Before We Begin
1. Study Your Photo First
It’s very tempting to dive into a photo and erase the flaws you immediately detect, but before making any major changes, try to study it first. A photo tells you a lot about itself. Notice the relationship of the light source and the shadows it casts on your subject or the photo’s environment. Take into consideration how the original photo looks in order to understand its potential.
Make mental notes of which details will stay and which ones will be omitted. Identify which area will be the main focal point that will hold your audience’s attention, and what it will take to highlight it. Once the direction you take becomes clearer, then proceed with your alterations.
2. Use The Crop Tool
The crop tool is one of the most underutilized tools in Photoshop. Just because a photographer takes a picture doesn’t mean that everything in the picture has to stay. Looking at this photograph, we’ll see the model is a young woman with beautiful big eyes. However, the rest of the body is a bit over-posed, and therefore diminishes the intensity of her eyes.
By cropping the photo we notice a few things happening. First, the tight shot brings the viewer’s attention back to her face. Then the photo becomes "heavier" on the right side, meaning the viewer’s eyes dart straight to her face, highlighting her gorgeous eyes. Lastly, did you notice this crop makes the photo seem more cinematic? While the original photo looks like a model, the cropped shot could be a still of a scene, perhaps where we catch the actress’s glace back at the camera. Great photography creates an unspoken story that only the viewer plays out in their head.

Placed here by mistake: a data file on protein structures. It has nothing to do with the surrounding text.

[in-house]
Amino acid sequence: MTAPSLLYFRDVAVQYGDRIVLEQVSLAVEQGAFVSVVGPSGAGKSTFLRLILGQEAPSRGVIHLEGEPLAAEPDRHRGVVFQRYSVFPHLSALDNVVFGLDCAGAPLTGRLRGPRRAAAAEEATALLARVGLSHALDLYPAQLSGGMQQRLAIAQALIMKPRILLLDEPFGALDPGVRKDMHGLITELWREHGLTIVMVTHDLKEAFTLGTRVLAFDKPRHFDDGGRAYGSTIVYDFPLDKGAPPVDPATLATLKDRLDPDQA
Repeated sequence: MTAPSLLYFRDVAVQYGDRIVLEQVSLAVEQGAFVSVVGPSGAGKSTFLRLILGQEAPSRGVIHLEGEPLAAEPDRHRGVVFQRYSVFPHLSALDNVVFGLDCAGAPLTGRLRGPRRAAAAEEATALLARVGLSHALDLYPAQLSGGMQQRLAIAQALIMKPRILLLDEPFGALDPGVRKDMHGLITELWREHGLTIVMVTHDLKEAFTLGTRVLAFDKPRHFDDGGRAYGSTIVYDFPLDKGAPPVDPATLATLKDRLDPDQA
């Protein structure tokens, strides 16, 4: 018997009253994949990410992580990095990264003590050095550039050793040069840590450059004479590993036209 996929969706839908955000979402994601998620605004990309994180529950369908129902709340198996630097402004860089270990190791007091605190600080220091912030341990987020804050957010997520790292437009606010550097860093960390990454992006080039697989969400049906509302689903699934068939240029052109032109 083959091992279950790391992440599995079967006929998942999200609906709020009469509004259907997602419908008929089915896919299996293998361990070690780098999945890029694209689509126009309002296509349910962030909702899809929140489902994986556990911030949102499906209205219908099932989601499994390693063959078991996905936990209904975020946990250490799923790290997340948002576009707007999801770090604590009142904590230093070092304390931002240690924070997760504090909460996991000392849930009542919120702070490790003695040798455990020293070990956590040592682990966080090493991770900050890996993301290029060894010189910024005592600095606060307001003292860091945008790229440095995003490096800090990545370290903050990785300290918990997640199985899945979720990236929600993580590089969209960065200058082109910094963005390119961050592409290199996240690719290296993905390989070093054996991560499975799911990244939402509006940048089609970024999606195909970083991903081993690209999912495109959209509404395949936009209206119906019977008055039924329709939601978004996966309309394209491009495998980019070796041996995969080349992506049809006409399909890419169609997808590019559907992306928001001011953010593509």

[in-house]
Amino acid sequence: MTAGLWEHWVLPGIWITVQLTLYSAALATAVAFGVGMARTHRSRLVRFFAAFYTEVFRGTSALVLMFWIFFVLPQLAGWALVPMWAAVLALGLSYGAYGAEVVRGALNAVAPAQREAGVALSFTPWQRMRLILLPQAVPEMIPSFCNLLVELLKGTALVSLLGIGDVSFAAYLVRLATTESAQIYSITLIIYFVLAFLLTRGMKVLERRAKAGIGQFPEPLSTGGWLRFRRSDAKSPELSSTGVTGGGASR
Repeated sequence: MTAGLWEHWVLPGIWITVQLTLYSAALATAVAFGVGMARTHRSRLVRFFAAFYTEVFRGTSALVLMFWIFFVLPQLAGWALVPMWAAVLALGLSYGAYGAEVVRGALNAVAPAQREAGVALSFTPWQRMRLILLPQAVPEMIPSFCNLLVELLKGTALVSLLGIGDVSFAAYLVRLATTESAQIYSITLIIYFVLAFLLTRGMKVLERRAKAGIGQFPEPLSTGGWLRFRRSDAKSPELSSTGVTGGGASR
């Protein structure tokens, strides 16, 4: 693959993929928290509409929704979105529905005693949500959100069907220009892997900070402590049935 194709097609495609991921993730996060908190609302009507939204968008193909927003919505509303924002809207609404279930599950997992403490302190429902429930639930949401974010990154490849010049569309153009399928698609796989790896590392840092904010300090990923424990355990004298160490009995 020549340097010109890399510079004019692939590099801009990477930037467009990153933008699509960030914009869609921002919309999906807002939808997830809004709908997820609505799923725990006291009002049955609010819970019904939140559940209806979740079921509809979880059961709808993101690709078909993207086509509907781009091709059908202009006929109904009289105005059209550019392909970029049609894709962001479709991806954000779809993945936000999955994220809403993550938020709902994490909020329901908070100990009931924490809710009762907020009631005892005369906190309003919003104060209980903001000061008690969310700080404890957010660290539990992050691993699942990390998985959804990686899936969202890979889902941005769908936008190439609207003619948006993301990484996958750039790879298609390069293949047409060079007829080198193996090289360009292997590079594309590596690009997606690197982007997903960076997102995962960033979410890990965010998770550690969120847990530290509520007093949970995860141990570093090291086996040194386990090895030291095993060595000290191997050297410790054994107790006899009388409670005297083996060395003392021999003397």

3. Edit Photo Before Removing Flaws
Nearly all photos should be adjusted with either Curves or Brightness and Contrast in Photoshop. Making these adjustments brings a newfound intensity to the photo, making it go from dull to full of life. While many focus on removing flaws, I’d rather make all the final adjustments on the photo’s overall mood and color scheme first.
We want to create a mood that is appropriate for her expression and look, so I first pass the photo through Curves to intensify the lighting, and then move onto editing with Color Balance. As mentioned previously, I wanted the focus of this photo to be the girl’s gaze, so Color Balance allows me to alter the general color of her hair and the environment while maintaining color harmony. Notice how these changes altered the mood of the photo by taking the attention away from her hair color. Lastly, I added a layer of a solid dark blue color and switched the blending mode to exclusion for an air of mystery.
4. Keep Airbrushing Natural
The last step in completing this photo is removing flaws. When you airbrush a photo, try to keep it as natural as possible because overly processed photos are always obvious to their viewers. I used the Stamp tool to cover a wide range of edits including the removal of stray hairs, bags under the eyes, and piercings. The stamp tool allows me to paint over flaws by sourcing nearby areas, creating a seamless transition from what was once there to what is now gone.
Try not to remove flaws by blurring the photo because you’ll create an unnatural effect where the skin is blurry while everything else remains sharp. Instead, you can use a slight blur to focus on small areas where your subject has large pores. Also, use the Liquify tool in moderation. Here, the Liquify tool was used to shape her hair so it appears shorter, and for minimal edits around her face.
You can bring out the best qualities of any photo by paying close attention to its details. Base your editing decisions on what works best for the photo, and you’ll be able to compliment any photographer’s work in no time. Good luck!